“The ability to keep people alive longer has created new ethical questions around deciding to die. This has, in ways, driven the conversation around euthanasia and assisted suicide.”
Paul Chamberlain spoke these words in his opening address at the Canadian Mennonite Health Assembly, which met in Waterloo in October 2015.
The annual conference, entitled “Loving life, befriending death,” addressed the theme of physician-assisted suicide (PAS), which the Supreme Court of Canada has ruled will no longer be illegal in certain situations as of February 6, 2016. The court invited federal and provincial legislation to be crafted in response.
The gathering wove together lectures about ethics, theology and biblical teaching; workshop topics ranging from ethics and policy-writing to spiritual and hands-on end-of-life care. Contemplative worship helped participants reflect on resurrection hope in Jesus that motivates Christians to live and love fully while acknowledging that death is not our final end.
In his lecture, “Weep with Those Who Weep: Suffering, Empathy and the Vital Function of Lament,” Derek Suderman encouraged healthcare providers in Christian agencies to reclaim the language of lament, as its goal is not just to complain but to call on God to re-establish shalom or holistic well-being. Using examples from Job, who faced immense suffering, Suderman, who teaches religious studies at Conrad Grebel University College in Waterloo, highlighted the vital need within the Christian community for empathetic listening and weeping alongside those who lament, despite the profound discomfort it causes.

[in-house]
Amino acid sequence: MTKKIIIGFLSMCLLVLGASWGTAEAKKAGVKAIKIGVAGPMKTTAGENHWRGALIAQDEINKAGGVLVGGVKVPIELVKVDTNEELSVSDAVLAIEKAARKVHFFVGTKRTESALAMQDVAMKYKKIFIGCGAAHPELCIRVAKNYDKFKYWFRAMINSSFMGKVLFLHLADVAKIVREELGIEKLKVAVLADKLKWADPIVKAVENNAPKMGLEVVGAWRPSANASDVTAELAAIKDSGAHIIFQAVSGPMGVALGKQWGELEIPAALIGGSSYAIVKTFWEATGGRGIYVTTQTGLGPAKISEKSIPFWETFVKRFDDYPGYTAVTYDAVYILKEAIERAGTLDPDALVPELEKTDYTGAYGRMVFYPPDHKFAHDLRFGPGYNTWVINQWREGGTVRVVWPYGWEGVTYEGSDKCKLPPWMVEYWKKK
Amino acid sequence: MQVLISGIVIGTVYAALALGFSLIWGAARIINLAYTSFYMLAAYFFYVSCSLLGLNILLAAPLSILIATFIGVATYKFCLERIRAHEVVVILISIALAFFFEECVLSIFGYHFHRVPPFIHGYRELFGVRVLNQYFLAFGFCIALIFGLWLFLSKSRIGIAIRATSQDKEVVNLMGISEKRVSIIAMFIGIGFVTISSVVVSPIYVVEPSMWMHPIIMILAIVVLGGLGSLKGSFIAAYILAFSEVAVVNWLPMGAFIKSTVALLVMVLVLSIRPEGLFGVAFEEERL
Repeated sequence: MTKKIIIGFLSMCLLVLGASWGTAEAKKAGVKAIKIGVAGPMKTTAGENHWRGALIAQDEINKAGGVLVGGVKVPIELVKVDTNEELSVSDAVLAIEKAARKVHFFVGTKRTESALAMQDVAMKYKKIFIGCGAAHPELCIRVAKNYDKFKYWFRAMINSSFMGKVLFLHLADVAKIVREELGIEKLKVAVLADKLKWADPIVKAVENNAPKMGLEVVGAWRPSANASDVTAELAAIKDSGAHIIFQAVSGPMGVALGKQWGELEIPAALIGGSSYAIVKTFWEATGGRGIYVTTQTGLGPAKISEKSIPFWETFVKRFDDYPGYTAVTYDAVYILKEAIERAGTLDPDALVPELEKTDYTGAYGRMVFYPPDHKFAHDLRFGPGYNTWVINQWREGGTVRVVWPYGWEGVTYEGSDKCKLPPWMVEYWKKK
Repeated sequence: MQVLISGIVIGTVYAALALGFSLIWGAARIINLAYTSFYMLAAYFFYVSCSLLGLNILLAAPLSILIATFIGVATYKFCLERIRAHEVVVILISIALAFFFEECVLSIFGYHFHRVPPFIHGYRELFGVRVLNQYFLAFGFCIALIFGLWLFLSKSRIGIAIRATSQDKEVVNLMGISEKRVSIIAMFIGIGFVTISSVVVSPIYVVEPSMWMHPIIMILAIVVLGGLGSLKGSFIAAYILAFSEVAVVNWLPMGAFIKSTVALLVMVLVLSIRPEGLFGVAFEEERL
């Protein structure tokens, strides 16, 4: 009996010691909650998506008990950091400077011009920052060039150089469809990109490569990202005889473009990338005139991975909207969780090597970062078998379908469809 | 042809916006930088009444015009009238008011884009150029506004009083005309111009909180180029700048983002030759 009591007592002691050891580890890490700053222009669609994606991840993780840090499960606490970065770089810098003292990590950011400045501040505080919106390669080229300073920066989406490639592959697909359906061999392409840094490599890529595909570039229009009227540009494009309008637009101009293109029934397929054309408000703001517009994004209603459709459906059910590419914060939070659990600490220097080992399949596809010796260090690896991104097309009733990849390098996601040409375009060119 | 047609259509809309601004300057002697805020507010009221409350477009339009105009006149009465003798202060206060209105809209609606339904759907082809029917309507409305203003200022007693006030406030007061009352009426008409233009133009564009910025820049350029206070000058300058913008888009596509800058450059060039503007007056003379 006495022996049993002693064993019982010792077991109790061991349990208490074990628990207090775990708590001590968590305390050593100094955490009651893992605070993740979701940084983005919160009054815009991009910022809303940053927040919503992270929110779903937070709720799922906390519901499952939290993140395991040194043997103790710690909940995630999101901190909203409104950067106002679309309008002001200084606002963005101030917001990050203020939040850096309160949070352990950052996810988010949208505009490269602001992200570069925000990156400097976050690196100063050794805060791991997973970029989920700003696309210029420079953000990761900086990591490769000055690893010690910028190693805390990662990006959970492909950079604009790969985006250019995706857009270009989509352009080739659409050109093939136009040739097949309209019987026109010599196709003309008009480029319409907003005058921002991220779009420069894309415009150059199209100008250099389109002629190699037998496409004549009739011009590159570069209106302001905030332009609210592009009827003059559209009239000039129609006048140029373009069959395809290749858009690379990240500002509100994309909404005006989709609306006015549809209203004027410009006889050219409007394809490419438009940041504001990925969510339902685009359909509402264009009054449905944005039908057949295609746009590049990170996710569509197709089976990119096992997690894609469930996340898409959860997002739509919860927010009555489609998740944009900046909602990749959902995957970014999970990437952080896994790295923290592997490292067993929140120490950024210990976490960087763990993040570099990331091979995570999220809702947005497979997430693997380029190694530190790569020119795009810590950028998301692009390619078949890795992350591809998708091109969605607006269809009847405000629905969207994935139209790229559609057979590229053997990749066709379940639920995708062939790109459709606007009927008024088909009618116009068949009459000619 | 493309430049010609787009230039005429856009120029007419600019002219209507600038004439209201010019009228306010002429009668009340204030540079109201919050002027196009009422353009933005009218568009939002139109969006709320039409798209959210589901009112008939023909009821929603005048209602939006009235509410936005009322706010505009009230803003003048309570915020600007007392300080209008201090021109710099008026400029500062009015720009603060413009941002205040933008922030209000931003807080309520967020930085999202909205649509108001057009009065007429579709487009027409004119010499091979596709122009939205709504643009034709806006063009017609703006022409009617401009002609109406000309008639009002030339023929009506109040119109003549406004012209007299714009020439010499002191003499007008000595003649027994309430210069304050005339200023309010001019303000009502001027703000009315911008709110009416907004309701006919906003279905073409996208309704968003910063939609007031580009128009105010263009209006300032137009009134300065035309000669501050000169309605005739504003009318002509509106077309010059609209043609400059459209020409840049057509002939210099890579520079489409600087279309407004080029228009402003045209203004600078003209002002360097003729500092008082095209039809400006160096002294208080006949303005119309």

In response, a participant aptly noted, “If we say we don’t want a person to get out of life quickly [through PAS], then our task will be to stay with them slowly.”
This topic was relevant for a faith-based long-term care and retirement community in which a resident living with chronic pain and a terminal illness took a vacation to Switzerland to visit family. However, unbeknownst to the staff or the resident’s family—until he arrived—his purpose for travel was to end his life in a country with legalized physician-assisted suicide. Panel members from the staff and family shared about the impact on their lives and on the community in this situation, even while recognizing that living with chronic suffering over many years can be extremely difficult to endure by the individual, the family and the care-providing community.
Former philosophy professor Elmer Thiessen, a member of Waterloo North Mennonite Church, challenged listeners to rethink their definition of “dying with dignity,” which is often the reason cited for supporting PAS, and advocated that Christians ought to reclaim a belief in dying with dignity. Thiessen suggested that loving life means accepting that pain and suffering are part of life. Thus, there is dignity in suffering and dying itself, as our dignity comes as a gift from God as we are loved by God. His comments fit well with the conference’s theme hymn by Fred Kaan, “Today I Live,” which carried the prayer, “Lord, give me faith for living and for dying.”
The Canadian Mennonite Health Assembly intends to meet again in October 2016, in Steinbach Man., for a follow-up conference on the theme of “Being places of refuge for those who are dying,” as its members ponder where Canadian faith-based health-care organizations will be in their understanding about PAS.
Videos of some of the presentations are available here.